Average Weather in December in Myrtle Point Oregon, United States
Daily high temperatures are around 52°F, rarely falling below 44°F or exceeding 59°F. The lowest daily average high temperature is 51°F on December 23.
Daily low temperatures are around 41°F, rarely falling below 33°F or exceeding 50°F. The lowest daily average low temperature is 40°F on December 23.
For reference, on August 2, the hottest day of the year, temperatures in Myrtle Point typically range from 55°F to 72°F, while on December 23, the coldest day of the year, they range from 40°F to 51°F.
Average High and Low Temperature in December
The figure below shows you a compact characterization of the hourly average temperatures for the quarter of the year centered on December. The horizontal axis is the day, the vertical axis is the hour of the day, and the color is the average temperature for that hour and day.
Average Hourly Temperature in December
The month of December in Myrtle Point experiences essentially constant cloud cover, with the percentage of time that the sky is overcast or mostly cloudy remaining about 71% throughout the month. The highest chance of overcast or mostly cloudy conditions is 72% on December 29.
The clearest day of the month is December 6, with clear, mostly clear, or partly cloudy conditions 30% of the time.
For reference, on December 29, the cloudiest day of the year, the chance of overcast or mostly cloudy conditions is 72%, while on August 3, the clearest day of the year, the chance of clear, mostly clear, or partly cloudy skies is 85%.
Cloud Cover Categories in December
A wet day is one with at least 0.04 inches of liquid or liquid-equivalent precipitation. In Myrtle Point, the chance of a wet day over the course of December is rapidly decreasing, starting the month at 56% and ending it at 49%.
For reference, the year's highest daily chance of a wet day is 56% on November 30, and its lowest chance is 2% on August 3.
Probability of Precipitation in December
To show variation within the month and not just the monthly total, we show the rainfall accumulated over a sliding 31-day period centered around each day.
The average sliding 31-day rainfall during December in Myrtle Point is rapidly decreasing, starting the month at 9.4 inches, when it rarely exceeds 16.1 inches or falls below 3.8 inches, and ending the month at 8.3 inches, when it rarely exceeds 13.8 inches or falls below 2.9 inches.
The highest average 31-day accumulation is 9.5 inches on December 5.
Average Monthly Rainfall in December
Over the course of December in Myrtle Point, the length of the day is essentially constant. The shortest day of the month is December 21, with 9 hours, 0 minutes of daylight and the longest day is December 1, with 9 hours, 14 minutes of daylight.
Hours of Daylight and Twilight in December
The earliest sunrise of the month in Myrtle Point is 7:28 AM on December 1 and the latest sunrise is 20 minutes later at 7:48 AM on December 31.
The earliest sunset is 4:41 PM on December 9 and the latest sunset is 10 minutes later at 4:51 PM on December 31.
Daylight saving time is observed in Myrtle Point during 2018, but it neither starts nor ends during December, so the entire month is in standard time.
For reference, on June 21, the longest day of the year, the Sun rises at 5:37 AM and sets 15 hours, 22 minutes later, at 8:59 PM, while on December 21, the shortest day of the year, it rises at 7:44 AM and sets 9 hours, 0 minutes later, at 4:44 PM.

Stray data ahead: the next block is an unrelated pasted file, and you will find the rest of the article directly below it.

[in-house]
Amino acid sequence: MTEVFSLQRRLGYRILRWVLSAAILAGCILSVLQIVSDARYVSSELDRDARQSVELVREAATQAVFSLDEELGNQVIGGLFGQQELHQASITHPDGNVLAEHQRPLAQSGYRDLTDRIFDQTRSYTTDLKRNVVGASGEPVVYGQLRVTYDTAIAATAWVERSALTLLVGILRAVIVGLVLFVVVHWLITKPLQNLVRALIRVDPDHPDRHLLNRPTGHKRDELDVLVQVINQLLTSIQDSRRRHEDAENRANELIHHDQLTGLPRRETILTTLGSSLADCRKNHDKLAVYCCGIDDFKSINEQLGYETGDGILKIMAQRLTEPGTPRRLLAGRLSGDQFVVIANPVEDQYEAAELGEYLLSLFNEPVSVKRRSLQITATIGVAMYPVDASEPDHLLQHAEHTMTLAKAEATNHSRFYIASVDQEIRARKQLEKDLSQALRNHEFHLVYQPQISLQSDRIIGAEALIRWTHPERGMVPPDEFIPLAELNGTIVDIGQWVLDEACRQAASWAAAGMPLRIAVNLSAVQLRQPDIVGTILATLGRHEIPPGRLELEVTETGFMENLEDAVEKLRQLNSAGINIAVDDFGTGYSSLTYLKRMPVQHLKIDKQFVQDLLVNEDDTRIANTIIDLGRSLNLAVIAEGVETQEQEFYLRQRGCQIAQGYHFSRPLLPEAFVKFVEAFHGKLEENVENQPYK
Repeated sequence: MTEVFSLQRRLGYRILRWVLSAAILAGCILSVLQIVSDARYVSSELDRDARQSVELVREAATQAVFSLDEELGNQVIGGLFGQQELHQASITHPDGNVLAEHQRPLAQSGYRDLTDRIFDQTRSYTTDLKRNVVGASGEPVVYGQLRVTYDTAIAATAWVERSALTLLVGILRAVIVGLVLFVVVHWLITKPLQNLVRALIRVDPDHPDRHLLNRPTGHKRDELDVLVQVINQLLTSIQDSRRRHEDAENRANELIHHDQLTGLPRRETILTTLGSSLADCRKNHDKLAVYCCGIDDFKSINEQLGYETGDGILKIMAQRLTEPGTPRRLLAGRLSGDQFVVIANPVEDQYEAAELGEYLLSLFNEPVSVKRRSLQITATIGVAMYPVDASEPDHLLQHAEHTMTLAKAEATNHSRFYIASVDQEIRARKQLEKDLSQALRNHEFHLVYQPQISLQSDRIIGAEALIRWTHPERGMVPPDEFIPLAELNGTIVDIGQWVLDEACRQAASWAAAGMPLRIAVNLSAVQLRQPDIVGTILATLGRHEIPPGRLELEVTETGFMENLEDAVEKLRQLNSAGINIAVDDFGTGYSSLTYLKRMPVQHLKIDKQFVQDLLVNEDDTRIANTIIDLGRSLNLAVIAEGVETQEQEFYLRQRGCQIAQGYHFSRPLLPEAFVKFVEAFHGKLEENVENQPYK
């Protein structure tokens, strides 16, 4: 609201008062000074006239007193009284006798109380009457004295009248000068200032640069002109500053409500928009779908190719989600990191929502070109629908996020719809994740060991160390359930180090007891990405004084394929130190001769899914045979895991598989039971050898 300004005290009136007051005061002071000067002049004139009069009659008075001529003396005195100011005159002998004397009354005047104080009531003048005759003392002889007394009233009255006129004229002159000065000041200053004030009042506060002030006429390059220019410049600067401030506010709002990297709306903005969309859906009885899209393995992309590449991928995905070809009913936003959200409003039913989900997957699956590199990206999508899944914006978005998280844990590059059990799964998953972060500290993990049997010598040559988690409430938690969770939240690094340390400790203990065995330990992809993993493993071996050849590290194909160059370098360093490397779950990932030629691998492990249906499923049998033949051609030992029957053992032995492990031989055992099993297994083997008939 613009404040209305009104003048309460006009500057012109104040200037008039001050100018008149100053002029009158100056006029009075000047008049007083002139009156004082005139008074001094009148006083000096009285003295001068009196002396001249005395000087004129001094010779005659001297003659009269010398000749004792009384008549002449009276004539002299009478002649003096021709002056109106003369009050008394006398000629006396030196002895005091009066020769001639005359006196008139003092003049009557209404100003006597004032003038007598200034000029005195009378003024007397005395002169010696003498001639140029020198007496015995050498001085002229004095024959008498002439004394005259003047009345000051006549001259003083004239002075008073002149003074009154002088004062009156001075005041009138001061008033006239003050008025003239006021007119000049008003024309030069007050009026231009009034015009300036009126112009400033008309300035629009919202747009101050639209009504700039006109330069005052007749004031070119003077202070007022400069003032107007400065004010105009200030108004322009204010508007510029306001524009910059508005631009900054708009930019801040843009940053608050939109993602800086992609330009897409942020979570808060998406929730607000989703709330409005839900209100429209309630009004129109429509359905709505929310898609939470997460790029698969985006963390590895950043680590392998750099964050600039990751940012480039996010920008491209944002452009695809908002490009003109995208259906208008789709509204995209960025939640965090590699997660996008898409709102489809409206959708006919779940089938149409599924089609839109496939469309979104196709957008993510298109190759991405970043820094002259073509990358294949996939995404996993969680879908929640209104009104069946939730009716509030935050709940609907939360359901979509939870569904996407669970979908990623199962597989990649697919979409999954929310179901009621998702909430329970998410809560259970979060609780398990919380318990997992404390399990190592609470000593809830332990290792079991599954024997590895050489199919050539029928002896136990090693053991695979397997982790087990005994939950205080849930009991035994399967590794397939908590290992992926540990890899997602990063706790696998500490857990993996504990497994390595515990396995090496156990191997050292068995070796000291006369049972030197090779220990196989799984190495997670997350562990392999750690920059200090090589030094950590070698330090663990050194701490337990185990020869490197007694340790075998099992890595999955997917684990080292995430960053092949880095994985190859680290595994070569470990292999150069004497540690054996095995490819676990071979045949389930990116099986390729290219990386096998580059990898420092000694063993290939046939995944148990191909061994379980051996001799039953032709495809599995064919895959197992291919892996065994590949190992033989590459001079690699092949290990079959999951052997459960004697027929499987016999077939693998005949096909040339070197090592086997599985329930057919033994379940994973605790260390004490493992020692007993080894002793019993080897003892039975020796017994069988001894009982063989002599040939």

Sunrise & Sunset with Twilight and Daylight Saving Time in December
We base the humidity comfort level on the dew point, as it determines whether perspiration will evaporate from the skin, thereby cooling the body. Lower dew points feel drier and higher dew points feel more humid. Unlike temperature, which typically varies significantly between night and day, dew point tends to change more slowly, so while the temperature may drop at night, a muggy day is typically followed by a muggy night.
The chance that a given day will be muggy in Myrtle Point is essentially constant during December, remaining around 0% throughout.
For reference, on June 18, the muggiest day of the year, there are muggy conditions 0% of the time, while on January 1, the least muggy day of the year, there are muggy conditions 0% of the time.
Humidity Comfort Levels in December
This section discusses the wide-area hourly average wind vector (speed and direction) at 10 meters above the ground. The wind experienced at any given location is highly dependent on local topography and other factors, and instantaneous wind speed and direction vary more widely than hourly averages.
The average hourly wind speed in Myrtle Point is essentially constant during December, remaining within 0.1 miles per hour of 7.2 miles per hour throughout.
For reference, on December 13, the windiest day of the year, the daily average wind speed is 7.3 miles per hour, while on September 16, the calmest day of the year, the daily average wind speed is 5.5 miles per hour.
The highest daily average wind speed during December is 7.3 miles per hour on December 14.
Average Wind Speed in December
Wind Direction in December
Myrtle Point is located near a large body of water (e.g., ocean, sea, or large lake). This section reports on the wide-area average surface temperature of that water.
The average surface water temperature in Myrtle Point is essentially constant during December, remaining within 1°F of 52°F throughout.
Average Water Temperature in December
Definitions of the growing season vary throughout the world, but for the purposes of this report, we define it as the longest continuous period of non-freezing temperatures (≥ 32°F) in the year (the calendar year in the Northern Hemisphere, or from July 1 until June 30 in the Southern Hemisphere).